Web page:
By Jill Nagy
Companies that want search engines to notice their website should be sure it is included in local business listings, using the same language every time, advised Frank Davis, owner of Media Pillars, an e-commerce service provider in Saratoga Springs.
“I live inside Google,” he said, but admitted that the selection algorithm is not a secret.
James Curley of Mountain Media in Saratoga Springs emphasized the need to make websites “search-engine friendly.” He said compliance with security standards. One of the services Mountain Media provides is hosting websites that are compliant with the security standards of major credit card companies.
The compliant website hosting appears to have been successful. His company has been hosting websites for 20 years and they currently have about 200 clients. So far, no one has been hacked, he said. Security is not a concern looking forward, he said. But innovation and changing devices are the big issues.
Once a website is contacted, it is important to have a live person ready to follow up, Liza Viana, CEO of CMK Marketing in Clifton Park, said. The website can be “a living, breathing sales-generation tool,” she said. One way to keep it living and breathing, she advised, is to constantly update it.
“You have to add fresh content in order to attract Google, Bing and the others,” she said.
Viana said a website should be only one tool in a company’s online marketing strategy. Social media is at least equally important. She particularly recommended advertising on Facebook as an effective and relatively low-cost option. Social media allows a company to “hone in on who may be the warmest audience for your product.”
If this sounds like a lot of time and work for someone trying to run a business, it is, but any of these companies can do it or teach a business how to do it effectively. “A lot of people who do it themselves, don’t do it well,” Viana said. But her company can train the company’s employees, and “set them up for success on their own.”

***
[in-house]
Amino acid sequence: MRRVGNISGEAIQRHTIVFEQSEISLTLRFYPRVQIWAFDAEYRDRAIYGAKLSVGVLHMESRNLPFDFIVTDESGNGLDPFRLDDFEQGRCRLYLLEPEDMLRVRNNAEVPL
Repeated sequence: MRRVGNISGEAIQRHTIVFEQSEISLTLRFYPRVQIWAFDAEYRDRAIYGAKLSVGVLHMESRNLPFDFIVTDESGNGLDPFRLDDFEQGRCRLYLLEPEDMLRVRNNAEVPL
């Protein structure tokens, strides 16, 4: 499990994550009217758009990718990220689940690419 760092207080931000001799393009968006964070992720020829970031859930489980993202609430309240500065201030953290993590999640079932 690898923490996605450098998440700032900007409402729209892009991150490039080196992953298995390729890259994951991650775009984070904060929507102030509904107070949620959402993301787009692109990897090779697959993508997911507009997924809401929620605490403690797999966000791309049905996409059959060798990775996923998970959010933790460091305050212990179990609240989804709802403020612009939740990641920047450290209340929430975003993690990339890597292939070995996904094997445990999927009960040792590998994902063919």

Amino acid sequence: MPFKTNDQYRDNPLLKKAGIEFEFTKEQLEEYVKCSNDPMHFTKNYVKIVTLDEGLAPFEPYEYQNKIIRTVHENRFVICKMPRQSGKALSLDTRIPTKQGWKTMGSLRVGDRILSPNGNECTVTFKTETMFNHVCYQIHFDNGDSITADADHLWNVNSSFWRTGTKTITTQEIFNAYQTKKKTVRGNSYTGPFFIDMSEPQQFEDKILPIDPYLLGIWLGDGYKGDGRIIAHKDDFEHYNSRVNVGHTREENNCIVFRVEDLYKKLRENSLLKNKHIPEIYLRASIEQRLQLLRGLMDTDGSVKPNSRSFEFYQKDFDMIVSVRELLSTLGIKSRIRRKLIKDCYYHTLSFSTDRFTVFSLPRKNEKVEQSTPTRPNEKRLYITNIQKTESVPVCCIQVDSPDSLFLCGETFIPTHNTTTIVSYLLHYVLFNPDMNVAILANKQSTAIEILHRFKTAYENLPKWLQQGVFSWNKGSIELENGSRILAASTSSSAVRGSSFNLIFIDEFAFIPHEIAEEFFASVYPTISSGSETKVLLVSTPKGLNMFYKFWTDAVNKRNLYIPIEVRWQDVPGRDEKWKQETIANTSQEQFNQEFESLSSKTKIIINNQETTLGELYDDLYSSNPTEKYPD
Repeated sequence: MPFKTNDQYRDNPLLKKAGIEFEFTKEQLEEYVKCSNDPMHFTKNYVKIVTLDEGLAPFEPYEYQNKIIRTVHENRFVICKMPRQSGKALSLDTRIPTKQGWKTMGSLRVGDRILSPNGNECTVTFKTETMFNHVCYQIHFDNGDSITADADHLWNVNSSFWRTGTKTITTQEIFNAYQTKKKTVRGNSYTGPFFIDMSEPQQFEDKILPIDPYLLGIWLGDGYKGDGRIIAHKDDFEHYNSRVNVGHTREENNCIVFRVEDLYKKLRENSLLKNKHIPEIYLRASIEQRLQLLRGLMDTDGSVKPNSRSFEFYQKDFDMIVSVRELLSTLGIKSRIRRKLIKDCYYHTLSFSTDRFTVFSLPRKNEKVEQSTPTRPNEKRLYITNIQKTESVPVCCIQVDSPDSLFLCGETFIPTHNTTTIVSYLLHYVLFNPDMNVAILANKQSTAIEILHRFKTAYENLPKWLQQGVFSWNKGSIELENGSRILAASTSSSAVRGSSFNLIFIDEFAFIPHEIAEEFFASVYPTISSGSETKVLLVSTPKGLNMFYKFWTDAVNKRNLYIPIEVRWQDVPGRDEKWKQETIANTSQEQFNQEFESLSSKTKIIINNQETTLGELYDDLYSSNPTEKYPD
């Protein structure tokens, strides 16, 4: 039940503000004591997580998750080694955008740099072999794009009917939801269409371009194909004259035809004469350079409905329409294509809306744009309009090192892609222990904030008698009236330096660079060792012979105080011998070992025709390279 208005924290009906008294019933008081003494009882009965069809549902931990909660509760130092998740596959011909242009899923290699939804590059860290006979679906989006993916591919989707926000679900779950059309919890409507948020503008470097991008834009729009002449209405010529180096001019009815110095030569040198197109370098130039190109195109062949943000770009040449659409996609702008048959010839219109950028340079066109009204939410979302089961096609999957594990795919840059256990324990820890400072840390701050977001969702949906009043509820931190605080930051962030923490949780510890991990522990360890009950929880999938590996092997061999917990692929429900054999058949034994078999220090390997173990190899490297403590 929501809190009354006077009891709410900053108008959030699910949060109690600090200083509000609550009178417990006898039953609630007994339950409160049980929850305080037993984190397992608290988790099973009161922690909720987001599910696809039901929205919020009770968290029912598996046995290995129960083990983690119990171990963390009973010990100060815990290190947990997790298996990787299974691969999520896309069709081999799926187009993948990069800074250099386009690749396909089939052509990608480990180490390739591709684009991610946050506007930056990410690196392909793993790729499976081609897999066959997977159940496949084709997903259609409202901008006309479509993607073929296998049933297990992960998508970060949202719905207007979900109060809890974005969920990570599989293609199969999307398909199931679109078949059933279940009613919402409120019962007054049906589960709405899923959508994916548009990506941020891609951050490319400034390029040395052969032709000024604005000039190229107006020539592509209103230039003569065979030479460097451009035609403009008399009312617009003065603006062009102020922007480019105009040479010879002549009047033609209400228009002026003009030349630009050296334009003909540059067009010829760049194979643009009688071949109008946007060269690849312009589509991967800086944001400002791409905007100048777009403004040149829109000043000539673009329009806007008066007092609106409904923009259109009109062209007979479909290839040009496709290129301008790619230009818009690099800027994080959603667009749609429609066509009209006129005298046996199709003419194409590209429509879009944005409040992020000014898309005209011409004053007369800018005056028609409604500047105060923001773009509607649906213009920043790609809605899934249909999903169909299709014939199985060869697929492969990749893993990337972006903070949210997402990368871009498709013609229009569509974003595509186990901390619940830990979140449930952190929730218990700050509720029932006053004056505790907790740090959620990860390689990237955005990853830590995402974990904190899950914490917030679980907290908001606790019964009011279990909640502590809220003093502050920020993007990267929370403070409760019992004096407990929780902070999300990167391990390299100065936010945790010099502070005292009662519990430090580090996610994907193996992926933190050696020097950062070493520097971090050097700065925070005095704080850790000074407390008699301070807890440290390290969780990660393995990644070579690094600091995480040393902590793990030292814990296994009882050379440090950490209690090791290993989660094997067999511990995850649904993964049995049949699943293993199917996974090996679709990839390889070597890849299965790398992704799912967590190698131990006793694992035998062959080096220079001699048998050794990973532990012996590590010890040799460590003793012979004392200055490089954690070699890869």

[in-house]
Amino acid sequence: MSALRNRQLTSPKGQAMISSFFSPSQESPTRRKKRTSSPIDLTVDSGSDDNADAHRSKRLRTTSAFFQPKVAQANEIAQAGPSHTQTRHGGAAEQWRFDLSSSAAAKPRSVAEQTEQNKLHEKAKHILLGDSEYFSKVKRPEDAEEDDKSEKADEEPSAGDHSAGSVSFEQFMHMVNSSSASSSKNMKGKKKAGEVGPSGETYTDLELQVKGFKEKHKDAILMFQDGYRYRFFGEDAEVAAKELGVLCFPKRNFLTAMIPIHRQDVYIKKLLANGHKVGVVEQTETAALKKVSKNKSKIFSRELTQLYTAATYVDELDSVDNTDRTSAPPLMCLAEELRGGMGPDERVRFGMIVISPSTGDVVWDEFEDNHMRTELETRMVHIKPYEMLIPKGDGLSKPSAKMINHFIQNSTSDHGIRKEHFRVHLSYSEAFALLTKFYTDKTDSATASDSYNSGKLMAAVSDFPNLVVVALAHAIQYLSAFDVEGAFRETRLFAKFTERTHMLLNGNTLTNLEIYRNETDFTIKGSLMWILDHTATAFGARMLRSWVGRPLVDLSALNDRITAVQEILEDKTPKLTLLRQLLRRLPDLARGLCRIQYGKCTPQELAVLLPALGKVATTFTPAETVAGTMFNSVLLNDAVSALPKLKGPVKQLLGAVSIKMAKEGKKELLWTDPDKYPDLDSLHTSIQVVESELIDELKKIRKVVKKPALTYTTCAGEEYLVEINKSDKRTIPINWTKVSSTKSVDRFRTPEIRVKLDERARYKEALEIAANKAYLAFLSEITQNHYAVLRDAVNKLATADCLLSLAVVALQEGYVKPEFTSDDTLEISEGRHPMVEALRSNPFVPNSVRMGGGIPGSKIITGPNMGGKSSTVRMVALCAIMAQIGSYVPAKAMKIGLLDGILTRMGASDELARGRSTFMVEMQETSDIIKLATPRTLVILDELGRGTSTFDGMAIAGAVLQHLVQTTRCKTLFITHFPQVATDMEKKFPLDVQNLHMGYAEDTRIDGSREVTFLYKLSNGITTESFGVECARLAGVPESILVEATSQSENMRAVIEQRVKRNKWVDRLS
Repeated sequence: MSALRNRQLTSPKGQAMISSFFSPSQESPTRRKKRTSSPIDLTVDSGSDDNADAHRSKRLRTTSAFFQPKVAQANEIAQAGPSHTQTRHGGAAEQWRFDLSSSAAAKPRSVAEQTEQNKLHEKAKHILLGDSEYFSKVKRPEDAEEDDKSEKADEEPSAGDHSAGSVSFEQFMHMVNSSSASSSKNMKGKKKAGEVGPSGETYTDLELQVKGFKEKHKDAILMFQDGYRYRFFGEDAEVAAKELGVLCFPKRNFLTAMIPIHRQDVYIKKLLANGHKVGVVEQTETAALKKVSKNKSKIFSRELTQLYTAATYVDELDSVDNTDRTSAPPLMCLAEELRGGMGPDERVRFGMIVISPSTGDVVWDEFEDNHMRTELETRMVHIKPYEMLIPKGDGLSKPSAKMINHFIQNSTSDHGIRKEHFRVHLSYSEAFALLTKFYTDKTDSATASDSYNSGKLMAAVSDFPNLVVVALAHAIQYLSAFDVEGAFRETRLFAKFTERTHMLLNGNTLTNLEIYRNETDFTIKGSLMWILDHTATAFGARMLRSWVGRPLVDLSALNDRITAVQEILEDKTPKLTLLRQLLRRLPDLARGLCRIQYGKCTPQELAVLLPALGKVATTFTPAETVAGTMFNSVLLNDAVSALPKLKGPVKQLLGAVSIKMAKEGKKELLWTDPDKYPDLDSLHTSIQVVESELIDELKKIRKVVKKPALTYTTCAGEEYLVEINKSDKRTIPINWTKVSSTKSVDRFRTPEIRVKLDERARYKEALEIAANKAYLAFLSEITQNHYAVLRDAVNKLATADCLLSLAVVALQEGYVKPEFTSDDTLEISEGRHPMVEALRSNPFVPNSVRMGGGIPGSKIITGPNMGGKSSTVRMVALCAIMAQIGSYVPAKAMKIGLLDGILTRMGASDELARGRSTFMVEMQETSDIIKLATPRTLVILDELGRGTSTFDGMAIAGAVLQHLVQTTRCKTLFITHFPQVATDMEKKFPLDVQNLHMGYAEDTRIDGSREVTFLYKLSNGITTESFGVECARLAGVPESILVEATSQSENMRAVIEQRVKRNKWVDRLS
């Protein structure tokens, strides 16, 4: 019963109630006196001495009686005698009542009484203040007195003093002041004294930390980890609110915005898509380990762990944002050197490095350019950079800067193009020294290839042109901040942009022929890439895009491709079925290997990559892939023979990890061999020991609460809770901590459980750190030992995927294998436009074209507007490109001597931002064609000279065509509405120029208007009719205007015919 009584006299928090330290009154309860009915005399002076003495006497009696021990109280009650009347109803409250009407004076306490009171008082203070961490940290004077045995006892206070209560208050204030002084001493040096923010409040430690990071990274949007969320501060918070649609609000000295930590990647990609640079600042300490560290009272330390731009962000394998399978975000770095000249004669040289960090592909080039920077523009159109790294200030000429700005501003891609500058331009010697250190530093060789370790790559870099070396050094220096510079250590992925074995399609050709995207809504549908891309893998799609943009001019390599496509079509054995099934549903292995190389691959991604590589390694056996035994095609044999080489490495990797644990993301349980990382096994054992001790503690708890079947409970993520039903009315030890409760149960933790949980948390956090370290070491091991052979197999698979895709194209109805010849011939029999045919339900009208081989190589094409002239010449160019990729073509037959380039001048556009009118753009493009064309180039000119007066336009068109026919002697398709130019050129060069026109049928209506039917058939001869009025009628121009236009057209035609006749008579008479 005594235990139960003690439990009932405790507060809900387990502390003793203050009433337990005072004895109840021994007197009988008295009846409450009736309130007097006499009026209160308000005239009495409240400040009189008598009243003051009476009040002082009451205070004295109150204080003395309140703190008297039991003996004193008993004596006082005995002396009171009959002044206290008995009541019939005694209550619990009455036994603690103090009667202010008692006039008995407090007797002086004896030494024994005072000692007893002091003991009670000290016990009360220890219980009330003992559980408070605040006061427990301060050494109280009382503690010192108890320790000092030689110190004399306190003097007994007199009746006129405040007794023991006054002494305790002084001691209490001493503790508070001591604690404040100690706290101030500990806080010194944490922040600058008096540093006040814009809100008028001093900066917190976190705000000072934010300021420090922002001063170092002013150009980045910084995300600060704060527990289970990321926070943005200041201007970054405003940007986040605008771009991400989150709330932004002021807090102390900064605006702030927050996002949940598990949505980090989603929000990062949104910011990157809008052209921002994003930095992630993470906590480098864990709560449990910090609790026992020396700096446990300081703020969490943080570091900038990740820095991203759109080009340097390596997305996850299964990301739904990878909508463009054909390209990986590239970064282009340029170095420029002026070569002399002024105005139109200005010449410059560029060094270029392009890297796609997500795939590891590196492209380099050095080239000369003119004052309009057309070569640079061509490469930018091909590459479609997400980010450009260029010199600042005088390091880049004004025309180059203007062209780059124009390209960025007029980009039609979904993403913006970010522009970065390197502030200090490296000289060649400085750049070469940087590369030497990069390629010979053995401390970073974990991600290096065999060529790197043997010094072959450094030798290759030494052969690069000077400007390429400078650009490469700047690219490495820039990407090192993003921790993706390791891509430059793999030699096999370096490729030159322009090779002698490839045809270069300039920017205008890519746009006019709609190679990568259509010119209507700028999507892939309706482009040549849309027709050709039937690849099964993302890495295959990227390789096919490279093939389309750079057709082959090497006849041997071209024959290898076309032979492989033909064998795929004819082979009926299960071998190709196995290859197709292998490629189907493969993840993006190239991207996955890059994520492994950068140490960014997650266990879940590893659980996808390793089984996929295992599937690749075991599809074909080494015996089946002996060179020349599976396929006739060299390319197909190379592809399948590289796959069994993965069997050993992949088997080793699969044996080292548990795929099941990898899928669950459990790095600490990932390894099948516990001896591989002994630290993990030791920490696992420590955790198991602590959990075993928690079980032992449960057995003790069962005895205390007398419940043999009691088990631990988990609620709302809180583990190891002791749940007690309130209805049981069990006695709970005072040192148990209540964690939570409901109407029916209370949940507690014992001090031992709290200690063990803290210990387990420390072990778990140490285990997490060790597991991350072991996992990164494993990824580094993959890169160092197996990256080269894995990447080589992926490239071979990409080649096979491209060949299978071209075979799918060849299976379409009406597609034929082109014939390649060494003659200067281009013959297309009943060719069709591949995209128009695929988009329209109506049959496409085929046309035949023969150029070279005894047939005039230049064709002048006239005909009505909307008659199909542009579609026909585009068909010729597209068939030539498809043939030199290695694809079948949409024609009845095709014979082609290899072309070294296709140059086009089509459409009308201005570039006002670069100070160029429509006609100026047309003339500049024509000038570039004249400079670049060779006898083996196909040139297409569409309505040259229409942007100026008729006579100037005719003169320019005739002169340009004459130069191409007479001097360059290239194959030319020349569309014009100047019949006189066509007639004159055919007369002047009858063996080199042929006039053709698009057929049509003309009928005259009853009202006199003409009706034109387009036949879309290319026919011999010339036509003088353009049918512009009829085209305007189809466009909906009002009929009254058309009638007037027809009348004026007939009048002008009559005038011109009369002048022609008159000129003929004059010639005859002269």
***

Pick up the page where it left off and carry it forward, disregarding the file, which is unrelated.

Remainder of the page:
E-commerce service providers perform a variety of services. Mountain Media, for example, builds websites, provides a platform to host them, and provides custom graphic design. They also provide what Curley calls “responsive web design,” a design that adapts to the different sizes and shapes of different devices.
Google prefers one address for a given page and content that adapts to mobile devices, tablets, desktops or other platforms. The company also provides web payment software similar to PayPal but at half the cost, Curley said.
Davis advises different strategies for brick-and-mortar stores, trying to attract local traffic and companies that sell online and seek a national clientele. For a local business, he said local business listings, “the more the better,” are critical. Old strategies of opening a store, placing an ad in the local newspaper, and then waiting for customers to arrive are now “null and void.”
His approach is typical. First, someone from Media Pillars will take some time to evaluate the current status of a business. Then, they can advise them of the “building blocks of what they have to do.” Generally, the first step is to develop a website. Then, they develop a campaign using social media. What clients do themselves and what they hire the service provider to do for them depends largely on the size of their budget.
Once things are up and running, Davis said it is critical to check the various outlets and respond to reviews and comments. “A lot of companies spend a ton of money on a website and social media and then don’t look at or answer their reviews,” he noted.
Viana said it is important to be responsive to people who come to a website or media listing. It can be time-consuming, she admitted, until the ads are set up and the target audience is identified. After that, “it can run on autopilot,” but it is still important to check on things from time to time.